Norris adds that when you’re discussing which expenses are to be shared, you should not expect to include each other's assets and debts. “Steer clear of doing this before marriage,” she says.

Come Up With A System Of Splitting Expenses Based On Fairness

In addition to deciding which bills to split, Norris says you should also consider how the expenses should be split up percentage-wise, based on what feels the most fair to both of you. “A commonly successful strategy for splitting bills is to prorate expenses based on each partner's income,” she explains. She adds that there is no one-size-fits-all solution and that “choosing the best money management strategy for you is a personal decision.”

Help Keep One Another Accountable

Once you’ve decided what and how expenses should be shared, it’s up to you both to keep to the plan. “Keep each other accountable to your agreed upon plan by regularly having money dates,” suggests Norris. If that sounds like it might be unpleasant or uncomfortable, she suggests that you treat these conversations as an opportunity to “reward yourselves for your wise financial decisions and iterate spending as necessary.”

Have A Back-Up Plan For Unanticipated Expenses

In addition to having regular check-ins, it’s also a good idea to look ahead and create a game plan for the unexpected expenses that life has a tendency to throw your way. “It's wise to have a separate savings or checking account for the unexpected," says Winter. "You'd both need to agreed [sic] that this money is 'special' and not to be touched for individual pursuits.” The purpose of this account would be for emergencies only, and “you both have to agree upon what is considered an emergency.” For instance, is an emergency when one of your cars breaks down, or the dog gets sick? These are the kinds of things you’ll want to lay out in advance to avoid painful conversations when you’re in the midst of an emergency.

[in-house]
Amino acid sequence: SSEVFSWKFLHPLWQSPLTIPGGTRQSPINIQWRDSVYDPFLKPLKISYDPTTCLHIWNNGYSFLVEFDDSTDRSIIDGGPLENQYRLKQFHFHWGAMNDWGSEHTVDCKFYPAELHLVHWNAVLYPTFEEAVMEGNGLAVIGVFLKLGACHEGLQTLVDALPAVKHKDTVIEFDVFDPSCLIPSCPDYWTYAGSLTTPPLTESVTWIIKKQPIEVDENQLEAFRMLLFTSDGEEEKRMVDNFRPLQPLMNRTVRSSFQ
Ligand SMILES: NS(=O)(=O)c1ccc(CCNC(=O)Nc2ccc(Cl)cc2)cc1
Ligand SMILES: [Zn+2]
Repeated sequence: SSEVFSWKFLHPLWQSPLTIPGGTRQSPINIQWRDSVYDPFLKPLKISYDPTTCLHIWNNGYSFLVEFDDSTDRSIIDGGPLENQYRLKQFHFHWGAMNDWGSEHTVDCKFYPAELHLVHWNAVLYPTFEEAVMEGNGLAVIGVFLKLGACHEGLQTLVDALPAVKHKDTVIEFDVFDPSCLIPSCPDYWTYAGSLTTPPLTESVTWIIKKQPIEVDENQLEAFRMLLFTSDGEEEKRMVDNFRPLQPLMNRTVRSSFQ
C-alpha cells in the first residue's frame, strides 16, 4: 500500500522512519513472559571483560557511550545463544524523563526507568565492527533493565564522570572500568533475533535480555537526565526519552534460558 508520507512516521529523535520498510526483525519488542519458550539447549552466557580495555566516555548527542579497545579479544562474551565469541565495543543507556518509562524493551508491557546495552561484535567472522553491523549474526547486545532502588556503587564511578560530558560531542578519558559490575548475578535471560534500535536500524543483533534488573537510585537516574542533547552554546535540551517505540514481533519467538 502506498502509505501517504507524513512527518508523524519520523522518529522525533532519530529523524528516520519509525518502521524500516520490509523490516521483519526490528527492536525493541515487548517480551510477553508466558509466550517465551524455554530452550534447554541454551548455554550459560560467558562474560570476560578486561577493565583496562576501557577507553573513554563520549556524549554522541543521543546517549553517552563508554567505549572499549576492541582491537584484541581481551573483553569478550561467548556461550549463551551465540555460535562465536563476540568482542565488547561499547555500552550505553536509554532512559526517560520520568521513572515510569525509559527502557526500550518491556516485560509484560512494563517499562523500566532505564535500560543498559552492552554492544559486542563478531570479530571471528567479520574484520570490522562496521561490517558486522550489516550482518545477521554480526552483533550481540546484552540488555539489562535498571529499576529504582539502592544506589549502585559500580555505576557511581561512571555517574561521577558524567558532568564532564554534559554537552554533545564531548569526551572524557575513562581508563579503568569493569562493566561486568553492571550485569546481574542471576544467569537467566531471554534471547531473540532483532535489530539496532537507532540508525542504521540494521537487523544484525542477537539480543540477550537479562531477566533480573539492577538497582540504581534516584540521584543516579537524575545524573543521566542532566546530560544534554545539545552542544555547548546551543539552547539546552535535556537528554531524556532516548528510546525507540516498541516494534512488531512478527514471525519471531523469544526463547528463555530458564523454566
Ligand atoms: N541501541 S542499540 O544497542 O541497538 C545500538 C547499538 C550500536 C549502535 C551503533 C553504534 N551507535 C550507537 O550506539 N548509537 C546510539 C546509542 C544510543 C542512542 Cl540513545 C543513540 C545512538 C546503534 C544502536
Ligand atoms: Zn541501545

Have A Plan If One Partner Can't Pay Up

Another unexpected future scenario to discuss is what the game plan would be if one of you is unable to pay your fair share one month, or for an extended period of time, if one of you lost your job. Winter says you should discuss the protocol because “anticipating a crisis before it happens allows you to think clearly and plan for the best course of action.”

Be Realistic About What You Can Afford

Last, but definitely not least, Winter says that before you move forward in fusing your finances, stop and take a moment to ask yourself, “Am I getting in over my head financially?” Stop to consider if you're getting so swept up in the excitement of moving forward in your relationship that you aren’t being realistic about your financial risks.

“Are we moving into an apartment that's so expensive we could never afford to live there?" Winter says, to ask yourself. "If so, the financial responsibility required is far beyond the reality of our income. If our mate falters, we're in peril.” This takes us all the way back to the first rule of being completely honest and transparent about both of your financial situations.

Ultimately, when it comes to sharing expenses with your partner, it really just comes down to honest, transparent communication. That means being real about what each of you can and can’t afford, creating a fair system for sharing those expenses, and keeping the lines of communication open. See, not all adulting has to be that hard.